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FT: Deep divide over EU retail investor protection vote

23.9.2013 AjankohtaistaSirpasta sanottuaUutisnauhaVauras Eurooppa Kannanotot

Sirpa Pietikäinen, a Finnish member of the EPP, said that extending the scope of Prips to stocks could mislead consumers into believing that equities were capital guaranteed products with very little risk.

By Chris Flood

22 September 2013

A significant European parliament vote on rules to improve protection for retail investors has been delayed until November amid divisions over the proposals. The vote had been expected to take place on September 17.

Members of the European parliament remain deeply divided over new rules governing packaged retail investment products and plans for the new key information document (KID) that will accompany all Prips.

Pervenche Berès, the French MEP leading the process as rapporteur, wants to extend the scope of the legislation to stocks, bonds and bank deposits.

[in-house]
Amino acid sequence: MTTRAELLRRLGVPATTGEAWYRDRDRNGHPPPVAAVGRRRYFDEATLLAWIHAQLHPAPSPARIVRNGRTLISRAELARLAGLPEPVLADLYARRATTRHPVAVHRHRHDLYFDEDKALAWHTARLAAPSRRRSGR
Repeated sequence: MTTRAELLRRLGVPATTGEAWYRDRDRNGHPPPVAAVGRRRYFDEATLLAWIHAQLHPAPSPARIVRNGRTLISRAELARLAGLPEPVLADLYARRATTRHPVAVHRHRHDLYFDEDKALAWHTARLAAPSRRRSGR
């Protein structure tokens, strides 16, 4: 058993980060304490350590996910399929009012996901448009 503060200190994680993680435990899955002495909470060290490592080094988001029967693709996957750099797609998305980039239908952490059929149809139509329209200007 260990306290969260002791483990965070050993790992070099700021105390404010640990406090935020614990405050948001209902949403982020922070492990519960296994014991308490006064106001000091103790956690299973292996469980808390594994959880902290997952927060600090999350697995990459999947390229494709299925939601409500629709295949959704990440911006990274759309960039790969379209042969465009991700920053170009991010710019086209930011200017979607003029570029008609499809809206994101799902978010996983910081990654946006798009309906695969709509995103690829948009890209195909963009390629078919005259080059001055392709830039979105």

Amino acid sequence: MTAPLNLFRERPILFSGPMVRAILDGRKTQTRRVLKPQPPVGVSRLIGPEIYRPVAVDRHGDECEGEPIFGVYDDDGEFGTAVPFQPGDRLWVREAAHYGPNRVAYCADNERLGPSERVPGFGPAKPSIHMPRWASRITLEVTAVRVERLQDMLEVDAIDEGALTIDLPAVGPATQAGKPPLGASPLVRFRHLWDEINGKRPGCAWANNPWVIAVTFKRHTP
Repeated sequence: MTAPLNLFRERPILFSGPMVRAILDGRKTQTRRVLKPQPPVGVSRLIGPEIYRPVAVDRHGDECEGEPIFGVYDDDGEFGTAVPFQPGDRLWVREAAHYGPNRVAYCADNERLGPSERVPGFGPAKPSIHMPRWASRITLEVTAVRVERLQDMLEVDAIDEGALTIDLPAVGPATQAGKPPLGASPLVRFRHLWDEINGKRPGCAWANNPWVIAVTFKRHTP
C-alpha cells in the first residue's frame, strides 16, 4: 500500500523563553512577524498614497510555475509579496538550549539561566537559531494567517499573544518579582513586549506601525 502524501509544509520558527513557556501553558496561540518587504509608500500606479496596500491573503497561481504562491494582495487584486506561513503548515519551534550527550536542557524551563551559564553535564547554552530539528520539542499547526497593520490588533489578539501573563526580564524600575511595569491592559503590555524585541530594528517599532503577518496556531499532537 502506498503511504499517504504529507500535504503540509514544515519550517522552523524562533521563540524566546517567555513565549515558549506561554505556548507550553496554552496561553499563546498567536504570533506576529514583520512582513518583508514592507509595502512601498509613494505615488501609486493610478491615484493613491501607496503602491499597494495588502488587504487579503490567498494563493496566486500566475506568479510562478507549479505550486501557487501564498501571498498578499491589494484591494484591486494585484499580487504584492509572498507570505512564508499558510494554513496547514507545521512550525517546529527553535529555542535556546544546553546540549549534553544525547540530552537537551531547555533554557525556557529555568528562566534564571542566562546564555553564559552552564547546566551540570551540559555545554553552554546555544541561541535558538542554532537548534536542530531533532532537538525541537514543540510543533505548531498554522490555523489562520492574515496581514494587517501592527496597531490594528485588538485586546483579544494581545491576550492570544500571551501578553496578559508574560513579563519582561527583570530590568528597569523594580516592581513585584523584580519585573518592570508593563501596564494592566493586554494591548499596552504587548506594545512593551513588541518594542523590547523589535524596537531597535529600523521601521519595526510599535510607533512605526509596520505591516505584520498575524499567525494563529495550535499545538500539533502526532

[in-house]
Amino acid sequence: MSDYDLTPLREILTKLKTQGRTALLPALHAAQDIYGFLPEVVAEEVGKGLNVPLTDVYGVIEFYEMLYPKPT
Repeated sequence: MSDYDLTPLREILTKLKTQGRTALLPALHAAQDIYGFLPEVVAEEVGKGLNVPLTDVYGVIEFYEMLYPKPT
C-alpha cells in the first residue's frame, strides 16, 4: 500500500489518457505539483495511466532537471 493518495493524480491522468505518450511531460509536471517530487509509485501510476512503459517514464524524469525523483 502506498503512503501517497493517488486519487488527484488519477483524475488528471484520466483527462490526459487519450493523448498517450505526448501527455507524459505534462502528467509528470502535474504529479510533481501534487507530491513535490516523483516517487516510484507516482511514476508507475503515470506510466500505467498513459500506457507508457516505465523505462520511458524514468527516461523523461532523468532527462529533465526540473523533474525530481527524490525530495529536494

This widens the scope of the European Commission’s original proposals, which already covered a wide range of investment vehicles including structured products and investment and savings products issued by insurance companies and pension funds.

Ms Berès said it was essential to broaden the scope of Prips legislation to strengthen confidence among small investors in the financial products that they were being sold.

She is also pressing for details about the tax treatment of Prips to be included in the KID, as well as information about environmental, social and governance (ESG) criteria.

Syed Kamall, a UK Conservative MEP, said he was concerned that the rapporteur’s proposals would prove ”unworkable” and that national governments would find it difficult to implement the legislation if it were passed by the European parliament.

Ms Berès proposals also face opposition from the European People’s party.

Sirpa Pietikäinen, a Finnish member of the EPP, said that extending the scope of Prips to stocks could mislead consumers into believing that equities were capital guaranteed products with very little risk.

Emphasising that it was important to establish a level playing field for the provision of investment information to consumers across Europe, Ms Pietikäinen said the inclusion of tax information in the KID was ”mixing oil with water” as tax rates could vary across member states.

Sirpa Pietikäinen

Sirpa Pietikäinen
Europarlamentaarikko
Tutustu Sirpaan

Kysy Sirpalta

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